The battle to save Preston bus station has been re-ignited after a heritage lobby revealed it will look again at listing it.
English Heritage has confirmed it has received “substantial new information” from the 20th Century Society about the design of the iconic building which warrants looking again at listing it.
Two previous applications to list the building have been rejected by Government ministers.
Today, the leader of the city’s council said he does not believe there is enough new evidence to halt the planned demolition.
Coun Peter Rankin said: “It is only two years since the Minister last rejected the listing application for Preston Bus Station and we simply do not believe there is enough evidence to alter that decision.
“The only real difference is the huge cut backs in public spending, forcing councils to take difficult and unpalatable decisions like demolishing the bus station.
“A building that, even though has its admirers, costs Preston taxpayers nearly £300,000 a year to run and will cost many more millions to repair.
“Given the relatively short period since the last application, we expect the Minister to reach the same conclusion as last time.”
In a letter to the council, English Heritage confirmed that extra information relating to the “glass reinforced polyester” was significant enough to warrant it looking again at the building.
The 20th Century Society found the information while researching in the archive of the bus station’s designers, Building Design Partnership, the architecture practice set up in Preston.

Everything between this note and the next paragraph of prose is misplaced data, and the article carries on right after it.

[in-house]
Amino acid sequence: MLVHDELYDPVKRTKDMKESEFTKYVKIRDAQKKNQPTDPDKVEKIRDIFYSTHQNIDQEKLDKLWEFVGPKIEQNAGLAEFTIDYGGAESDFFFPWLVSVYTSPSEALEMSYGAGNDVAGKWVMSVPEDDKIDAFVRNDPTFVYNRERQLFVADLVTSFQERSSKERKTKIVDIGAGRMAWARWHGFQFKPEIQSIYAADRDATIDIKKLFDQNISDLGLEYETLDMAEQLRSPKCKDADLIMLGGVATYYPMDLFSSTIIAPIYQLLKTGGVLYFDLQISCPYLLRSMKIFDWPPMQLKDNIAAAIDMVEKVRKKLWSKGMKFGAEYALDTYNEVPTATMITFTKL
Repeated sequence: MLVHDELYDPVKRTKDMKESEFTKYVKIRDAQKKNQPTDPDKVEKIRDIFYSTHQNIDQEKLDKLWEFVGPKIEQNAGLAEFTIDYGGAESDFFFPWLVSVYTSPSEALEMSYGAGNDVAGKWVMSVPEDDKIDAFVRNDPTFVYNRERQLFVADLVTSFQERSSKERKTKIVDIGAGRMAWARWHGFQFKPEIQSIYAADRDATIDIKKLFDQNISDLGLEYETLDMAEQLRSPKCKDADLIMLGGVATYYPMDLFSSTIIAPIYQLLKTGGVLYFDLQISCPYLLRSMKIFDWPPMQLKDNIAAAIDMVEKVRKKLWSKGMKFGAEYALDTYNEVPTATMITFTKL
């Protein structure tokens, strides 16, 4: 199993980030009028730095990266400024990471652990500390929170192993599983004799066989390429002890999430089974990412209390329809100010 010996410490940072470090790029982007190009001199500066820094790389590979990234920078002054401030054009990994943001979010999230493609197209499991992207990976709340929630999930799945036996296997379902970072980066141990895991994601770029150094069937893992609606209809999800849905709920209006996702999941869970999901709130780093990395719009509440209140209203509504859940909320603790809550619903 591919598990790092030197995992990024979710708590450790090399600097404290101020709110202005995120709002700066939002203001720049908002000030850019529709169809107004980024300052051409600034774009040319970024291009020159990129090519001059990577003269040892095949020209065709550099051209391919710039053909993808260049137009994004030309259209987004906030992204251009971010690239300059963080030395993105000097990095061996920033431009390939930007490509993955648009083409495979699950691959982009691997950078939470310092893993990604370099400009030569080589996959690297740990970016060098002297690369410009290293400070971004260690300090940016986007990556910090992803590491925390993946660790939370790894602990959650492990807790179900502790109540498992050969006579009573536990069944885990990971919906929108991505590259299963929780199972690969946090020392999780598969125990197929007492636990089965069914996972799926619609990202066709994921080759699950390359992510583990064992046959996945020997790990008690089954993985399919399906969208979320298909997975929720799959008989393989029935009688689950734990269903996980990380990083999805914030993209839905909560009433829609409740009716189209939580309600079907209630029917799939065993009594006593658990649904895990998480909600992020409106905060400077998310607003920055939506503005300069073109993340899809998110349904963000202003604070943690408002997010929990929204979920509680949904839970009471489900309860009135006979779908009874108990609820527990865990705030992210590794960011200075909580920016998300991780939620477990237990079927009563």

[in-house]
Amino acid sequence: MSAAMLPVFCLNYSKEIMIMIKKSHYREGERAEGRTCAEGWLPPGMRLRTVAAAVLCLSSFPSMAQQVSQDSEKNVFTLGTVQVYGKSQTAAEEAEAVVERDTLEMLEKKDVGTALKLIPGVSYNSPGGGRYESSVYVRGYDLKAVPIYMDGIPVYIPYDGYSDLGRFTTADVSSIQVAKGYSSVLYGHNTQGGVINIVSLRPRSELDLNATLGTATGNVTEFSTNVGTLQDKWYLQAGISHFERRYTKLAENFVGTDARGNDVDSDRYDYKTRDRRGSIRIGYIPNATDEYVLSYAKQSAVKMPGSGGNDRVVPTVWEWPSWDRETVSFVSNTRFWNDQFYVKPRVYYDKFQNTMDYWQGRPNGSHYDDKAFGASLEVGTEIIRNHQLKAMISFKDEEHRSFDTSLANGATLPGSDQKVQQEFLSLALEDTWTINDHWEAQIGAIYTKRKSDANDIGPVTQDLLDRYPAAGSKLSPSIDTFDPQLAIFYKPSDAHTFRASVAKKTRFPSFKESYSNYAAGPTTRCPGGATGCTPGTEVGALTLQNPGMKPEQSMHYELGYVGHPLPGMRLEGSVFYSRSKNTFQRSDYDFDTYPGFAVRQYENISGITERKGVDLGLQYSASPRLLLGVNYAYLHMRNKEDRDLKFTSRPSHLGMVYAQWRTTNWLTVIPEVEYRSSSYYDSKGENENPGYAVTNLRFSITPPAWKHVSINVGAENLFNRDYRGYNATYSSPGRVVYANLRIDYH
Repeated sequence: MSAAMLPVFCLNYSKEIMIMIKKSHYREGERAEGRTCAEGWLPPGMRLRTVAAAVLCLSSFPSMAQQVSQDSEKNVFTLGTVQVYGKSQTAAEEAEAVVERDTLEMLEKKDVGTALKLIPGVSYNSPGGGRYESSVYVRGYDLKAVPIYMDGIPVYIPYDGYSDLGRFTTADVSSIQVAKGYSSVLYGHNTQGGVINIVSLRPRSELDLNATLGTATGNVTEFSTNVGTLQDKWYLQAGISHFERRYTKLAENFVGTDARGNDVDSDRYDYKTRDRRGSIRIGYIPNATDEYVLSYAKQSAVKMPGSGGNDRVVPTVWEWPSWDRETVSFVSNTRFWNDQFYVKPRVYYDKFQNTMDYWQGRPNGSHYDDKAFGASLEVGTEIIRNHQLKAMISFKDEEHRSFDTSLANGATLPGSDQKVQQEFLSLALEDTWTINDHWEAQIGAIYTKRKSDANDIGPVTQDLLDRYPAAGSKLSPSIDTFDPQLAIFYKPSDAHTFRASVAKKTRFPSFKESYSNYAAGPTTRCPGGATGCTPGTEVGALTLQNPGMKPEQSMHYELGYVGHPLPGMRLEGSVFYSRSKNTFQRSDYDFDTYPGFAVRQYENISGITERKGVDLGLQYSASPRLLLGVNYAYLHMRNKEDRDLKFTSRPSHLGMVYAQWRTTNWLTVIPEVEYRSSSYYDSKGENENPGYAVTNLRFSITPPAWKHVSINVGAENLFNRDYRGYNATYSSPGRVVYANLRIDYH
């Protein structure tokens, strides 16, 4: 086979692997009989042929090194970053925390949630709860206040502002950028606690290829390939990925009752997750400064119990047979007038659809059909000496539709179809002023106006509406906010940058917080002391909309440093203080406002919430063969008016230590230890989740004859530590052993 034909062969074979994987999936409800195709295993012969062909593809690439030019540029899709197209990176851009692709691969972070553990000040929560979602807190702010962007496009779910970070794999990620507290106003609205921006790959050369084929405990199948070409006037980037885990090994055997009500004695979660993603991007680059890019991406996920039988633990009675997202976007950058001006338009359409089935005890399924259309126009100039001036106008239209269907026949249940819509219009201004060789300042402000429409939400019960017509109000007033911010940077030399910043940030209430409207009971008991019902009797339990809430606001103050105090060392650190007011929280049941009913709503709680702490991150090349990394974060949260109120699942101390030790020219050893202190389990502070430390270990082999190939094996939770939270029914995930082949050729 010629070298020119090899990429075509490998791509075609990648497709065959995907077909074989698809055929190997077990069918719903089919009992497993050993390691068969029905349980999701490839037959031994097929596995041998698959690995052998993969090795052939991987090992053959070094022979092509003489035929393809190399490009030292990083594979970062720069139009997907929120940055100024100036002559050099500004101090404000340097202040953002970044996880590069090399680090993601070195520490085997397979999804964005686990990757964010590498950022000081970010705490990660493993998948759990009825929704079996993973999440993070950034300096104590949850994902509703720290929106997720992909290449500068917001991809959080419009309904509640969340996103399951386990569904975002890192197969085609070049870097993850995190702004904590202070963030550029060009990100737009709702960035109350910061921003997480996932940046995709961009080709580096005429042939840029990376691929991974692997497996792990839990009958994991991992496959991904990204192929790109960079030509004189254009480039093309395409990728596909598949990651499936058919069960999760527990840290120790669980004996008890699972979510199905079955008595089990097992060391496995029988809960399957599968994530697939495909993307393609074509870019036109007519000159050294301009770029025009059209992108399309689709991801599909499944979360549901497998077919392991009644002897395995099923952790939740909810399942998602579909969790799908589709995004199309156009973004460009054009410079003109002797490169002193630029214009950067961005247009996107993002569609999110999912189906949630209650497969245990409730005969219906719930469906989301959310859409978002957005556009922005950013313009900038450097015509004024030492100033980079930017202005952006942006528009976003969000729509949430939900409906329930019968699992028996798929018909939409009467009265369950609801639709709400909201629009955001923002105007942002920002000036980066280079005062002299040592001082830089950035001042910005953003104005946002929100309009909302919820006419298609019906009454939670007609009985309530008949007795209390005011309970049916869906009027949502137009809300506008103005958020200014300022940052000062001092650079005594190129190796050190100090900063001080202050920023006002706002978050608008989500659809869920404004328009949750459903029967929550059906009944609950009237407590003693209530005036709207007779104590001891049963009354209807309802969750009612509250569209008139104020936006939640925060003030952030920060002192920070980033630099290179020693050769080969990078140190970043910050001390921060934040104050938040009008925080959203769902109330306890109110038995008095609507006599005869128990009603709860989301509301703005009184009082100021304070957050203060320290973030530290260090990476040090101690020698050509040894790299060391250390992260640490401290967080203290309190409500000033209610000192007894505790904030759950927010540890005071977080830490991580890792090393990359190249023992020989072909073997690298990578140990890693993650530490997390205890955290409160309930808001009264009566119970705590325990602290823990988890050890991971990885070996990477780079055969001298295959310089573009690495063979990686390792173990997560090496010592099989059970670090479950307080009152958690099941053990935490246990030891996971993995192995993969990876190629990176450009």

English Heritage will now carry out a preliminary assessment which it said would “set out the factual information” upon which it will base its recommendation.
Catherine Croft, a director of the society, said it had “rigorously researched” its new application.
She said: “This is a fresh opportunity for the City Council and other interested parties to re-assess the importance of this structure and to recognise its value as a legacy for the future of the city.”
A council spokesman added English Heritage had given it written confirmation that it will make no funding available for the restoration of the bus station, in the event it is listed.
English Heritage confirmed it will then invite representations from those people which have already expressed an interest in the building before making a recommendation to Architecture Minister, Ed Vaizey.
In 2009, then minister Margaret Hodge rejected English Heritage’s recommendation to list the building, a decision upheld by her predecessor, Ben Bradshaw, following a review in 2011.
In 2001, another application for listing, again recommended by English Heritage, was knocked back by Chris Smith, then the Secretary of State for Culture.
Yesterday, the council’s deadline for potential investors to express an interest in the building passed with just two people having met with Town Hall bosses.
The spokesman confirmed “at least two parties” had held face-to-face meetings with council bosses.
It is understood both parties are now looking into working up proposals for the future of the bus station.